Fresh garlic is an indispensable addition to my cooking. I use a lot of it throughout the year – so I grow a lot of it. I save the seed back from every year’s harvest in July to replant in October or November for the following year.
“Seed garlic” is the term for a bulb of garlic in which the cloves have been separated. The individual cloves are the seed. When the cloves are joined together the garlic is called a bulb.
Garlic belongs to the genus Allium and the species sativum. The species is divided into two distinct types: hard neck and soft neck.
I plant the “hard neck” variety. The hard neck type of garlic does very well in northern climates – cold winter followed by a wet spring. There are three types of hard neck garlic – Rocambole, Purple Stripe and Porcelain.
The “soft neck” variety of garlic is what you’ll probably find in most grocery stores. Soft neck garlic ships well and prefers growing in a warm climate. The two main types of soft neck garlic are Artichoke and Silverskins.
One of the types of garlic that I grow I consider to be “heritage” garlic. I’m not sure of the name of that particular variety, but it is a purple stripe variety. I traded eggs for the first seed many years ago.
The man who I traded with told me, that it is an Italian variety of garlic that was brought into this country years ago via a suitcase by an old man who he had known 40 years before.
Whatever the variety is has a wonderful flavor and odor. The other type of garlic that I grow is porcelain type garlic. Porcelain garlic stores well for me and I like the fewer, but bigger cloves.
Garlic is easy to grow. In my climate (western Pennsylvania – ag zone 5) this is the time of year to plant it.
The most important tip for growing great garlic is to start with the correct variety for your area. Not all varieties will grow everywhere with success. Select plump, disease free cloves for planting. Rich well-tilled soil is an advantage when growing garlic.
Good, loamy soil always gives a bigger bulb that produces a thicker stem. The thicker stem is an indication of the size and health of the cloves.
I try to wait to plant garlic until after a couple of hard frosts. I don’t like to plant too early because the garlic tends to heave out of the ground. October and November are the best planting times in my area.
And for those of you who like to garden by the moon and the signs, plant garlic in the first or second quarter of the moon under the sign of Scorpio or Sagittarius. Harvest garlic when the moon is in a dry sign – Aries, Leo or Sagittarius.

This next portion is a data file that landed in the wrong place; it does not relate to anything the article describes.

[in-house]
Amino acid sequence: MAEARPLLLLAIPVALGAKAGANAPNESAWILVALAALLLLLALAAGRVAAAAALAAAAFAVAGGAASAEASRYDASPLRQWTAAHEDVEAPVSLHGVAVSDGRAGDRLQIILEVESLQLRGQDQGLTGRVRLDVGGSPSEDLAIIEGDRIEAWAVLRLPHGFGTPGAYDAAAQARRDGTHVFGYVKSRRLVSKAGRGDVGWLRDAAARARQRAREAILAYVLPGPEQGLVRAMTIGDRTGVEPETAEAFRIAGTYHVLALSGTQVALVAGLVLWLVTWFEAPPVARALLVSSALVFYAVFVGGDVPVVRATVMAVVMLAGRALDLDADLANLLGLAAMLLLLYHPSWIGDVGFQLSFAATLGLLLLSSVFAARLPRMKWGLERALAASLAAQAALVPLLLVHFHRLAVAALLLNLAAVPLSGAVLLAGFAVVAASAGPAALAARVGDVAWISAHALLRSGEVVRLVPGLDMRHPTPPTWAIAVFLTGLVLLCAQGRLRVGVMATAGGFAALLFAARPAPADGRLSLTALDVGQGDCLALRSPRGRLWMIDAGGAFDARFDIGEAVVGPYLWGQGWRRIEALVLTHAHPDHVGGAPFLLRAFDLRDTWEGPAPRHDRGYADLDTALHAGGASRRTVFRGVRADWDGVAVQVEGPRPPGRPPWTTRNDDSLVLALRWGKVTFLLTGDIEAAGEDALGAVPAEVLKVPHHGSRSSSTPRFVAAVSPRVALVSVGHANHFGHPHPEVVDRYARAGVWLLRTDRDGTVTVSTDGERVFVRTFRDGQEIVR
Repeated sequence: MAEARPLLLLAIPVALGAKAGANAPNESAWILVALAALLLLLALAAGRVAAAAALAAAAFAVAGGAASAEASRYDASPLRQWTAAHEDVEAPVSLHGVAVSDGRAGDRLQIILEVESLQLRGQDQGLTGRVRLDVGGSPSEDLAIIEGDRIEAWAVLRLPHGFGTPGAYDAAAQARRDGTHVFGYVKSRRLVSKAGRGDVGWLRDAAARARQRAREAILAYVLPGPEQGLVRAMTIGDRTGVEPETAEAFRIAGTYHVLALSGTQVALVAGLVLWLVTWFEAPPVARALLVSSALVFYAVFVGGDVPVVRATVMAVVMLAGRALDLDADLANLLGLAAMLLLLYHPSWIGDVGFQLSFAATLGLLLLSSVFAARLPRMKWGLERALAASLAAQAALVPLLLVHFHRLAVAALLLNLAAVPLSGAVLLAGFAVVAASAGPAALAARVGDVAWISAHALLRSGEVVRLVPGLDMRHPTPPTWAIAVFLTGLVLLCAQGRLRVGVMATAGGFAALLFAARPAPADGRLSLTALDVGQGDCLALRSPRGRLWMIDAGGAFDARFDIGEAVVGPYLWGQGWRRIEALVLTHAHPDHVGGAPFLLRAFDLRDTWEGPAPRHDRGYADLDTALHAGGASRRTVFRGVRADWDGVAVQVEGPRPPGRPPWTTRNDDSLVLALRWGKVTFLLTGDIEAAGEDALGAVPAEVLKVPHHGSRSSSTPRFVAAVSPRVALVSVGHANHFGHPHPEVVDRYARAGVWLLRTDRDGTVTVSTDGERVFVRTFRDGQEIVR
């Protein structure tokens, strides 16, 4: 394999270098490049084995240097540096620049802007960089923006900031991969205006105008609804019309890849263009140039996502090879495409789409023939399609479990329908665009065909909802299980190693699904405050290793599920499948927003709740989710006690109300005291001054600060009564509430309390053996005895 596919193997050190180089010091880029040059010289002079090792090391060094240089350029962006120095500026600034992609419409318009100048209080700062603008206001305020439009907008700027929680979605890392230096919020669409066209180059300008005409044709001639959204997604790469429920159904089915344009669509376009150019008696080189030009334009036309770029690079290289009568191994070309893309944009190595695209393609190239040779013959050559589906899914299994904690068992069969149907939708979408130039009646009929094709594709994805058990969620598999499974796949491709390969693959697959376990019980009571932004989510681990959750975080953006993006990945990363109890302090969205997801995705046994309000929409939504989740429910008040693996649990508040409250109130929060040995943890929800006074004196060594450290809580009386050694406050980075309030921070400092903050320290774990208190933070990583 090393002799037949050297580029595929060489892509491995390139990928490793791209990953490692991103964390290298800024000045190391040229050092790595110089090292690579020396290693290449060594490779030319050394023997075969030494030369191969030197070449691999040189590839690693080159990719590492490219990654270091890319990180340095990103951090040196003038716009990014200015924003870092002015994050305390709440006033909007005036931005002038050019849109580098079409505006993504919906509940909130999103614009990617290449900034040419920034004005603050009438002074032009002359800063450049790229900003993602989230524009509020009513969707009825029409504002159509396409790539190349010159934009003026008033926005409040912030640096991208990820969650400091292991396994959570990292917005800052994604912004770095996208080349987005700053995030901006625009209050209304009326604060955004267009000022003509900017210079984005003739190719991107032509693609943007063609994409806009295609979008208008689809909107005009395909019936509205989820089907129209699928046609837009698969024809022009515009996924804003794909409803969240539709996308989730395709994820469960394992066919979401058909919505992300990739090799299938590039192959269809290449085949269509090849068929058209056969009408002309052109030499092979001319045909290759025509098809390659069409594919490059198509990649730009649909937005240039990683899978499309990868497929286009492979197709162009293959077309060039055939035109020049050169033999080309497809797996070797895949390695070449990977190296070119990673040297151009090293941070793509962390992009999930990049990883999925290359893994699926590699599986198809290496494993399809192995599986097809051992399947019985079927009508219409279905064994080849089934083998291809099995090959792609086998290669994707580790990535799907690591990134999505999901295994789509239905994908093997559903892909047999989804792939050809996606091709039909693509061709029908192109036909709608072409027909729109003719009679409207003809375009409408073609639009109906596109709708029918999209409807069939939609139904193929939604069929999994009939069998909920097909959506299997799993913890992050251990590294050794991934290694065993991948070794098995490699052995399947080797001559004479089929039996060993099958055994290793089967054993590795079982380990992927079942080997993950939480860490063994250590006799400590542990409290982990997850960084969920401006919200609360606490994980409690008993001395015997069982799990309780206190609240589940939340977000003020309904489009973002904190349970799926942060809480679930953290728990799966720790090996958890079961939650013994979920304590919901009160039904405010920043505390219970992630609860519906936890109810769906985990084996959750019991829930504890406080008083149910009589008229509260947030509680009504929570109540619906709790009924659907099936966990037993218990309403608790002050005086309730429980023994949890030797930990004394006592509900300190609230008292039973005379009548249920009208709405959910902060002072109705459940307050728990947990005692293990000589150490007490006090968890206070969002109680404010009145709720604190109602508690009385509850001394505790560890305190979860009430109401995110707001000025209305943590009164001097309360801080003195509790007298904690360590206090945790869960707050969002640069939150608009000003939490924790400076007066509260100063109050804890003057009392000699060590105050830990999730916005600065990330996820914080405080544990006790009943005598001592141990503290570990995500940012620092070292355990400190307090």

Choose a location with good drainage and full sun. Dig a long, shallow trench about 2” deep and mark the two ends. It’s important to mark the trench row so you’ll be able to find it in the spring. Garlic doesn’t always send up green sprouts in the fall. A lot depends upon the weather. Place a nice size clove root side down and pointed side up snugly into the trench so that it makes good soil contact.
Space the cloves about 4” apart.
Cover with soil and tamp down firmly.
Rows of garlic may be spaced very close. I have success with 12” spacing of rows.
In the spring keep the garlic well weeded and apply mulch if you want.
The mulch will help to retain soil moisture and discourage weeds. I like straw for mulch because it is readily available to me. But you can use anything. Old newspapers and plastic grocery bags will work fine as long as you weigh down and anchor the sides with soil.
If the weather is dry during the spring or the summer, keep the garlic well watered but don’t allow it to become water-logged or it will rot.
Garlic is ready for harvest when the tops of the plant start to turn brown, die back and topple over. The time that this occurs varies from year to year. For my location it’s usually at the middle to end of July, or some years early August.
The best way to test for harvest is to pull up a garlic plant and check the sheaths that surround the bulb.
The sheath is the layered paper like covering that surrounding the cloves. Two or three layers of sheaths are ideal for garlic.
Harvest garlic by pulling it up carefully or using a garden fork. The bulbs will have soil clinging to the roots.
I always spray off the soil with a garden hose and then place the bulbs upon a wire rack to dry out in the sun for a couple of weeks if the weather isn’t too wet and the sun isn’t too hot.
If the weather is extreme I dry the garlic bulbs on a covered porch.
Once the bulbs are good and dry, I cut off the roots and either attempt to braid the garlic (hard neck garlic doesn’t braid well) or tie it with twine and hang it. I try to store my garlic at a temperature of between 50ºF – 70ºF.
And when the fall comes around again select the biggest and the most perfect bulbs for seed and start the process all over again.